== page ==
Two key elements make them more competitive than all other Swiss online brokers: their “No custody fees” policy, and their transaction fees of 0.2% up to CHF 75'000 of stash (minimum of CHF 20/transaction) which decreases to 0.12% when over CHF 75'000 (minimum is then of CHF 18/transaction).
Follow this link to read CornerTrader’s costs and conditions.
- No safe custody fees
- Cheap transaction fees
- Swiss broker (if that’s a pro to you)
- Simple and quick process to buy securities (compared to what I experienced with Swissquote)
- Multi-lingual user interface (way more than the usual FR-DE-EN)
- None that I can think of
Go to CornerTrader
I recently stumbled upon praising comments (special thanks to Mr. RIP) and positive reviews like the one from Barron’s about this worldwide brokerage firm. Interactive Brokers proposes the ultimate offering for true Mustachians: no custody fees and 0.1% of transaction costs (with a minimum of CHF 10/transaction).
I recommend this broker for Mustachians who target early retirement, with way more than 100kCHF invested on the long run.
You can check the Interactive Brokers’ commission fees as well as their Required Minimums.
- No safe custody fees
- Very cheap transaction fees
- Multi-lingual user interface (way more languages than the usual FR-DE-EN)
- Monthly inactivity fee below USD 100'000 stash
- Old school user interface (yeah, I know, we said we don’t care!)
- Bank account outside of Switzerland (if that’s an issue for you)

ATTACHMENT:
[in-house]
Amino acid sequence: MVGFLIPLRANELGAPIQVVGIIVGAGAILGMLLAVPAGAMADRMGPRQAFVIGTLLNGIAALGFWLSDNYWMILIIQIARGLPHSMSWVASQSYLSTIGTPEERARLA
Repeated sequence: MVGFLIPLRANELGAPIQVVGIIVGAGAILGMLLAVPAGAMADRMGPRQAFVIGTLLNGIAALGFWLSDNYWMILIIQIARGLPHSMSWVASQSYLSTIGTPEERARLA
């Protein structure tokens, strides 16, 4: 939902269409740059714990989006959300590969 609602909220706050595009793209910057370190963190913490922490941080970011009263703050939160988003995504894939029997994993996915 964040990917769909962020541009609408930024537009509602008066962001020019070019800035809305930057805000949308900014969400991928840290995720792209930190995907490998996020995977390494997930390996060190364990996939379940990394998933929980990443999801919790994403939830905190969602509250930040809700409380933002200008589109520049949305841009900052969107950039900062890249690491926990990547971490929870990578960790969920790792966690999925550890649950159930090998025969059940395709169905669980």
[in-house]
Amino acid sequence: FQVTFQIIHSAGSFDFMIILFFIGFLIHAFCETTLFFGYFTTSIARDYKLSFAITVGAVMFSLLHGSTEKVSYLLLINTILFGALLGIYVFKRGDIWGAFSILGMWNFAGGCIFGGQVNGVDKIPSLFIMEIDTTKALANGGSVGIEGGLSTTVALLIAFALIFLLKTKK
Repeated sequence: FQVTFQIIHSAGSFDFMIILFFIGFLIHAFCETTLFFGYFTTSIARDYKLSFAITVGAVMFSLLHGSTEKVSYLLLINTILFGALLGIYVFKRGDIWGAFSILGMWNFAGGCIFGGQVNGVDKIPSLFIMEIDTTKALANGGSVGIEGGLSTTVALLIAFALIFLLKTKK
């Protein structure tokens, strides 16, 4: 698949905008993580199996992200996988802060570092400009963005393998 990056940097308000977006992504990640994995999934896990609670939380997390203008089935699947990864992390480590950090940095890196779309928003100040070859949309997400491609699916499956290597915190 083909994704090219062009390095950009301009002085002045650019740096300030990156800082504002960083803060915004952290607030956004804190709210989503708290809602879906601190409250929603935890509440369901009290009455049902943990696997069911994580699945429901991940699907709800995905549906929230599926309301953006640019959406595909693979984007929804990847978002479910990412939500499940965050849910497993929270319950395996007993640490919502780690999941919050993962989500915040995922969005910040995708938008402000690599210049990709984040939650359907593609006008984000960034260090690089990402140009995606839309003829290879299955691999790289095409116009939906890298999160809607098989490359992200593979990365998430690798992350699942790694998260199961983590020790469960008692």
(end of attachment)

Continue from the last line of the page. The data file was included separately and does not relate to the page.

Go to Interactive Brokers
Detailed spreadsheet of online brokers’ costs for Swiss residents
Like you, I’m a money nerd who trust recommendations like this “Top 3” only if they’re based on data. That’s why I simulated brokers’ fees into the following spreadsheet. Don’t hesitate to tell me if you see any inaccuracy.
MP’s broker choice
There are two things I’m sure about my online broker choice: I want the cheapest fees on the long run, and I don’t want to deal with the hassle of transferring securities from one broker to the other, ever.
With this in mind, the decision was easy to take. I will go for Interactive Brokers.
We will quickly get over the USD 100'000 mark so their inactivity fees isn’t a blocker. I actually see it as an additionnal motivator to reach this amount as quickly as possible.
And you, what broker did or will you choose to invest your money into ETFs?
Note: if you choose to open an account at Interactive Brokers or CornerTrader via one of my links, you won’t notice any difference — but the MP’s blog will get a referral commission. I thank you for this.
As usual, I only write and review things that I trust and/or use in my personal daily life. In this case, the math made me end up with this Top 3, nothing else.